The Opposite of Loneliness by Marina Keegan – A Review


Knowing more about Marina Keegan only makes her book, The Opposite of Loneliness, a more poignant and emotional read. She graduated from Yale in May 2012 and had a bright future ahead of her as a writer. A play of hers was due to be produced at the New York International Fringe Festival and, straight after graduation, she had a very coveted job waiting for her at the New Yorker. Then, suddenly and sadly, she died in a car crash, just five days after her graduation. She was just 22 years old.

The Opposite of Loneliness is not a novel. It is, instead, a collection of essays and short stories composed and written by Marina Keegan. It was put together by friends and family shortly after her tragic death and published in her memory. It later went viral and was read by over 1.4 million people. What Keegan had had to say was getting communicated, and it was touching people in a very personal and powerful way.

Because it consists of essays and short stories, it is a relatively easy read, with plenty of good places to stop, sit and contemplate what you have just read. It is full of interesting and profound thoughts that make you want to sit for a while once you’ve finished reading one part and just let the messages and themes sink in. It’s the sort of book that you carry around in your bag to read whenever you feel down or worried: it’s full of hopeful messages.

Particularly strongly communicated throughout many of the essays and stories in the book is the sense of possibility, particularly for people of her own or a similar age. Keegan seemed to have had a lot of hope for the growth of her generation and for their helping to create a better world to live in for absolutely everyone. She stresses that we are all capable of great and good things, and that, in order to succeed, all we have to do is put our minds to something and watch ourselves soar. The way she writes makes everything anything seem possible, and it’s a message that definitely needs spreading, particularly now, when the world needs so much help. We just need to inspire people to start getting their hands dirty.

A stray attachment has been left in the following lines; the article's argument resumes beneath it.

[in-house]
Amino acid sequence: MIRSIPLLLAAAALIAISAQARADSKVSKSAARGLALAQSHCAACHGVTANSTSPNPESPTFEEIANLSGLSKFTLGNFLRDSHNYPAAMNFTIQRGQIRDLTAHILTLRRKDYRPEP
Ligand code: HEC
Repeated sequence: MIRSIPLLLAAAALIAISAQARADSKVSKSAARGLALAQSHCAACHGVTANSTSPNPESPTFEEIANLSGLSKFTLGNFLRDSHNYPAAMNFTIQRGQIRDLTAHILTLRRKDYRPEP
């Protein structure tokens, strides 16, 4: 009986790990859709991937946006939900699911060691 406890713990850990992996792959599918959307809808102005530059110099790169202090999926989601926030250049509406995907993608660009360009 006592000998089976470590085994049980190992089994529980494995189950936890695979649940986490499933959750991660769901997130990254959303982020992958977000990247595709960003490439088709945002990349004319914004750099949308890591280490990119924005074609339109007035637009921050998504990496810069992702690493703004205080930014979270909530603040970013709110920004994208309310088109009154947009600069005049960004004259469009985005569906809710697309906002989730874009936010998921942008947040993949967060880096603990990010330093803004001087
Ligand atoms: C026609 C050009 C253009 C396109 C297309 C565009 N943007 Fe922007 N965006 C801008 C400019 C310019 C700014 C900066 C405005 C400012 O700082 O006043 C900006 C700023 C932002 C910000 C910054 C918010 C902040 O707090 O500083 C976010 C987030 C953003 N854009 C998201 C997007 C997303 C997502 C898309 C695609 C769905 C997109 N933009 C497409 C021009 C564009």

Hope, too, is a key theme of the book, and is captured in many different ways by the various essays and short stories. Because they are all self-contained, the ways in which the theme is explored and developed changes so frequently that it doesn’t get old or stale. Instead, it retains its power, which makes the message much stronger for anyone reading. Her uncertainty, too, that spills through her writing occasionally, makes her seem more human, more approachable, and somehow makes everything seem all the more real. Because of that, her hope seems tangible and real and something that we, the readers, can take a part of. She has left something of herself in her writing, which makes it all the more compelling to read.

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